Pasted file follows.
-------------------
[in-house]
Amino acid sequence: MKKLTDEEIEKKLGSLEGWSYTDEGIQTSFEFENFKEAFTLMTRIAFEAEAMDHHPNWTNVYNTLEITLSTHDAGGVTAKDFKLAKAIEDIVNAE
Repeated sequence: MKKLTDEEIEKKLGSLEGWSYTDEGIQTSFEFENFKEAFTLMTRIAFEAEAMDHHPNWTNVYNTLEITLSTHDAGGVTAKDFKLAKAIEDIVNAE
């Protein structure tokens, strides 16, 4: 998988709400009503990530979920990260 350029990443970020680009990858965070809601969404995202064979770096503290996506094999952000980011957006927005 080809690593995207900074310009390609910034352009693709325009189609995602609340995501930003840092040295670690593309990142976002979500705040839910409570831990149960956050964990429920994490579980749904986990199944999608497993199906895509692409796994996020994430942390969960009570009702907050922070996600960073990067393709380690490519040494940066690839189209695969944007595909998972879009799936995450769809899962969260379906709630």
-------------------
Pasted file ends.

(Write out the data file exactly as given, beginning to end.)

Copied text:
[in-house]
Amino acid sequence: MKKLTDEEIEKKLGSLEGWSYTDEGIQTSFEFENFKEAFTLMTRIAFEAEAMDHHPNWTNVYNTLEITLSTHDAGGVTAKDFKLAKAIEDIVNAE
Repeated sequence: MKKLTDEEIEKKLGSLEGWSYTDEGIQTSFEFENFKEAFTLMTRIAFEAEAMDHHPNWTNVYNTLEITLSTHDAGGVTAKDFKLAKAIEDIVNAE
């Protein structure tokens, strides 16, 4: 998988709400009503990530979920990260 350029990443970020680009990858965070809601969404995202064979770096503290996506094999952000980011957006927005 080809690593995207900074310009390609910034352009693709325009189609995602609340995501930003840092040295670690593309990142976002979500705040839910409570831990149960956050964990429920994490579980749904986990199944999608497993199906895509692409796994996020994430942390969960009570009702907050922070996600960073990067393709380690490519040494940066690839189209695969944007595909998972879009799936995450769809899962969260379906709630």